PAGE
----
I was driving Three home from a soccer game, and as we exited the highway he said, "I want to play CYO."
I almost drove off the road.
CYO is Christian Youth Organization basketball. Our church fields teams up through eighth grade. Two and Three both played for two years, until Two graduated from the program. Two's team was comprised of high-caliber travel team players. Three's team...was not. There were a few boys who knew how to play the sport, but most struggled. Three was underutilized, and the team lost most of their games. Three doesn't like to lose, so he was generally sullen, which doesn't go over well with coaches. After two years of dragging him to practice and games, I'd had enough. Mercifully, so had he. He didn't play last year, and I thoroughly enjoyed not having to drive anywhere on Sunday afternoons. So, when he mentioned those three letters, my first reaction was horrified disbelief.
"Why??" I asked, silently questioning why the Lord continues to test me. Have I not proven my love for my children over and over again? Granted, I had momentarily considered plowing one of them into a tree, so points off for that, but cumulatively I think I've scored high marks for dedication.
"To play more basketball," Three answered calmly.
Basketball is Three's favorite sport. He honestly believes he might get drafted by the NBA. I don't see that happening, unless he improves his grades (pathway to a good college team), or his practice habits (detour around the college). So, it was hard to argue his point. He knows the team will likely stink, but he wants to join anyway, to improve his skills. Furthermore, this raises an important question. Should I be steering my children away from their dreams?
Last night, the Captain and I sat at the table and listened as Two complained about the irrelevance of his Spanish and Chemistry classes. Two wants to be an actor. He is performing in "The Tempest" this fall, and he was selected to join Madrigals, which is the most elite of the choral groups in his school. I take him to voice lessons once a week, and he wants to begin auditioning for outside theater productions.
But seriously, "NBA Star" and "Actor" sound like vocations chosen by six year-olds. Shouldn't Two and Three understand their limitations by now? Don't they know how many people say they want those jobs, and how few attain them? Isn't it my job to be prudent and point them toward actual money-making careers?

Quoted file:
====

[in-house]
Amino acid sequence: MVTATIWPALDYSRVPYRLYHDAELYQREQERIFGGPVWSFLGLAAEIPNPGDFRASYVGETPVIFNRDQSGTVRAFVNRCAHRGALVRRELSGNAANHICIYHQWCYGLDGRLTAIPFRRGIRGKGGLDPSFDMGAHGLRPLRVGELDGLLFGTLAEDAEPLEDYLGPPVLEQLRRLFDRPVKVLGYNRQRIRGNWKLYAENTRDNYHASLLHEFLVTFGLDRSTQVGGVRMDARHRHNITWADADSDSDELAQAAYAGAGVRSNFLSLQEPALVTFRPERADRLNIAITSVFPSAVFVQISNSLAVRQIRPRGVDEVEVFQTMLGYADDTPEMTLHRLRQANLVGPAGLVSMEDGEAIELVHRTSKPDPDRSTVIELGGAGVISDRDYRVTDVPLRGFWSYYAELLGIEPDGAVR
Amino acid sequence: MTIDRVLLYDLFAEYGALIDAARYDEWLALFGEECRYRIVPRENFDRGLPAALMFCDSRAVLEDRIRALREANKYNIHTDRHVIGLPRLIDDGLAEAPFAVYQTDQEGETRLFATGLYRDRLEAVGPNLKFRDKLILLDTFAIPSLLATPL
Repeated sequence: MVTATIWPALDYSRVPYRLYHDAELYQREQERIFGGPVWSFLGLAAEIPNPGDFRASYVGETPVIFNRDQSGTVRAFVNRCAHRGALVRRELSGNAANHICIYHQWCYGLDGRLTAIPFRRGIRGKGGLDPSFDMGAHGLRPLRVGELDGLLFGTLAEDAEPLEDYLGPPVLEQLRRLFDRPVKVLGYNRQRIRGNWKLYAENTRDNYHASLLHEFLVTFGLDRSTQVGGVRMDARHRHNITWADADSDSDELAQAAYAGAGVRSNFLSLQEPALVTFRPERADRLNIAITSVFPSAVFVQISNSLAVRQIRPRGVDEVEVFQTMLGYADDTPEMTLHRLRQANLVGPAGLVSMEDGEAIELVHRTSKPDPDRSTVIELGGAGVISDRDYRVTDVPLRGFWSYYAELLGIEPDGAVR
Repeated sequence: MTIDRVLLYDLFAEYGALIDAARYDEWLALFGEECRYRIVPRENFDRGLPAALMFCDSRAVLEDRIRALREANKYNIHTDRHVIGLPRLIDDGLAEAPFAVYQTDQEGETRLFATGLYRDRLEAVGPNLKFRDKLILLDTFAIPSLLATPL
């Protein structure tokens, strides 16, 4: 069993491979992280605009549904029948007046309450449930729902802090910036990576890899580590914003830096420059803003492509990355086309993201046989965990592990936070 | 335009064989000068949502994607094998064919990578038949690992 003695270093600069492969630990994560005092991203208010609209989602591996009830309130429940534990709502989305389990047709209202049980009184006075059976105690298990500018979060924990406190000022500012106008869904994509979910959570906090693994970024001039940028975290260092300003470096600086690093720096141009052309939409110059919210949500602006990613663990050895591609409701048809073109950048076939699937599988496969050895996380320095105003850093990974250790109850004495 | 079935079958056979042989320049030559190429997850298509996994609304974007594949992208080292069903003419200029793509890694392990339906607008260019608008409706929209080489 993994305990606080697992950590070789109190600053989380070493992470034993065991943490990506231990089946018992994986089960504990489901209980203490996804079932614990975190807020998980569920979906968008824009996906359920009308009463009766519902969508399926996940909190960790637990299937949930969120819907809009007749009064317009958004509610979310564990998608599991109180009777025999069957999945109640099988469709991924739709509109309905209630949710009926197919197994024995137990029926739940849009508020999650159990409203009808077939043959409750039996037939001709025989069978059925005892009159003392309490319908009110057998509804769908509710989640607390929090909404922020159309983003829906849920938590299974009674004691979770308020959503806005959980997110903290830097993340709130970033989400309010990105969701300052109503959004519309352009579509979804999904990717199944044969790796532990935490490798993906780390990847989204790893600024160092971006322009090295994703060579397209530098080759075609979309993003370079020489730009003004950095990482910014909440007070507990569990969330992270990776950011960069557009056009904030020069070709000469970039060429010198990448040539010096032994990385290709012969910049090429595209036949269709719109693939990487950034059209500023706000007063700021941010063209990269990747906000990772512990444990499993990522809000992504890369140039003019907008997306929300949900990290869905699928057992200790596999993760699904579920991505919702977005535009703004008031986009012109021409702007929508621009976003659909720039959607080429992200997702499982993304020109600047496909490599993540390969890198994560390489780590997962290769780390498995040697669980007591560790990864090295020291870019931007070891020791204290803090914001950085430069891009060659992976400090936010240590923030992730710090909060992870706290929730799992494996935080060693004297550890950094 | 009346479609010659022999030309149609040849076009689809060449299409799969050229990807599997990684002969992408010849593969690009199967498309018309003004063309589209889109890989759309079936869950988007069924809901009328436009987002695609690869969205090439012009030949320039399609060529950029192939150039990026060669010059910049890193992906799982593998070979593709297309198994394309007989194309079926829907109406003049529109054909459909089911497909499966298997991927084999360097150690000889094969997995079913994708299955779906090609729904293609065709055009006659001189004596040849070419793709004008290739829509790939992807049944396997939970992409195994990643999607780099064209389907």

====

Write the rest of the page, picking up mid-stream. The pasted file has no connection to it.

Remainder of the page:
I spent my first few years in college studying bar hopping and random promiscuity, and I got my degree in drug addiction before retiring to rehab. When I got clean and went back to school, my only goal was to complete my B.A. If I had been sober the whole time, I might have studied creative writing, or filmmaking. Perhaps I would be finishing my seventh novel now, or producing the screen adaptation of my first trilogy.
I had an opportunity to work with filmmakers the first year I was married. I spent my weekdays with a young commercial director, and on the weekends I worked on an independent film. The Captain was very supportive of my endeavors, as he is today, but my jobs were small and more clerical than artistic in nature. Eventually, I got pregnant, the small storyboard company I was working for had to close, and life took a turn.
I don't regret any of the events in my life, because they all led me here. But perhaps my early struggles to be a creative person have influenced the way I view my sons' choices. I wasn't successful, so I don't believe they can be. But Two often says, "I'm not Megan Coakley, Mom" when I try to get him to understand my flawless reasoning. He's right. He's a better singer, a better actor, and more singularly focused than I ever was in high school. He and Three have defined goals, even if I think they're far-fetched. Maybe my job is to simply refrain from saying that, and let them try. And if they achieve their dreams, Three can finance my movies, and Two can have the leading roles.
I'm beginning to like this plan.
P.S. If you enjoy my diary entries, go check out my post over at The Bettyverse today. Then you should hang around there for a few days and soak up the Betty wisdom. It's full of sparkly goodness, and Universal Positive Regard. It's possibly better than chicken soup for your soul!